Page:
St Andrew's Church, Much Hadham (formerly
Great Hadham), is outside the north-east corner of Church Lane,
midway between the High Street and Winding Hill. It was built
largely between 1225 and 1450, but the fifteenth century work
largely replaced that of the thirteenth. The structure is of flint
and stone dressings with a slate roof. Ironically, the relatively
recent refurbishment of the bells required some of the old, and
dilapidated, sound insulation to be removed.
The Church of St Mary, Ware, is on the
corner of Church Street and High Street. It is a spacious cruciform building
with a battlement bell tower which is surmounted by a spire. There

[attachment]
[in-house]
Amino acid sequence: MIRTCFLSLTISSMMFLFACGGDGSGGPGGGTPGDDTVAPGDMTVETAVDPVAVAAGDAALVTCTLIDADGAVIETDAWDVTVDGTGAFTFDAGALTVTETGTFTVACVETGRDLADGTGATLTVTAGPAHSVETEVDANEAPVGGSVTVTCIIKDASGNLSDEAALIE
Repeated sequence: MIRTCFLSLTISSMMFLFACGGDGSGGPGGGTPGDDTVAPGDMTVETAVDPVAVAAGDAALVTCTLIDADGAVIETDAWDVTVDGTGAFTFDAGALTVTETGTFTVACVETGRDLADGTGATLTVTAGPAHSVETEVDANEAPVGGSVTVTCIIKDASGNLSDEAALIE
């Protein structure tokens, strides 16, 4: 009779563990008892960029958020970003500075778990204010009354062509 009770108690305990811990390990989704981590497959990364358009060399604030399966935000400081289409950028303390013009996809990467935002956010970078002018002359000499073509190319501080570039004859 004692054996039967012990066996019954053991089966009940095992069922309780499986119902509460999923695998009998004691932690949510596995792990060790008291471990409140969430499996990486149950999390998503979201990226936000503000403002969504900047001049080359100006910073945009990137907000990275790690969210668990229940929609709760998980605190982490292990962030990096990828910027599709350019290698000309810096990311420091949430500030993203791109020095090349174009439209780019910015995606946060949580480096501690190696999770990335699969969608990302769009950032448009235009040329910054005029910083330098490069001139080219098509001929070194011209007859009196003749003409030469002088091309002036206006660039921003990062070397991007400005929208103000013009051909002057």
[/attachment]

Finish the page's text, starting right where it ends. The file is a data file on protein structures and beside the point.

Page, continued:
is evidence that a church may have existed here prior to Domesday
Book which mentions a 'priest' living in the town. The church is
also mentioned in a charter given by William I to Hugh de
Grentmaisnil, granting permission to found a cell of the Benedictine
Abbey of St Evroul of Normandy.
The west tower of four stages was built around
1330. During the fifteenth century the church was enlarged and
beautified by Margaret Beaufort, countess of Richmond and mother of
Henry VII. Overall it is regarded as a fine example of fourteenth
and fifteenth century Perpendicular architecture and contains many
items of historic interest. It was restored in 1847-49 by George
Godwin, who renewed the stonework of many of the windows, and
restored again in 1886.
Two photos on this page by P L Kessler, and one
kindly contributed by Adam Swaine via the 'History Files: Churches
of the British Isles' Flickr group.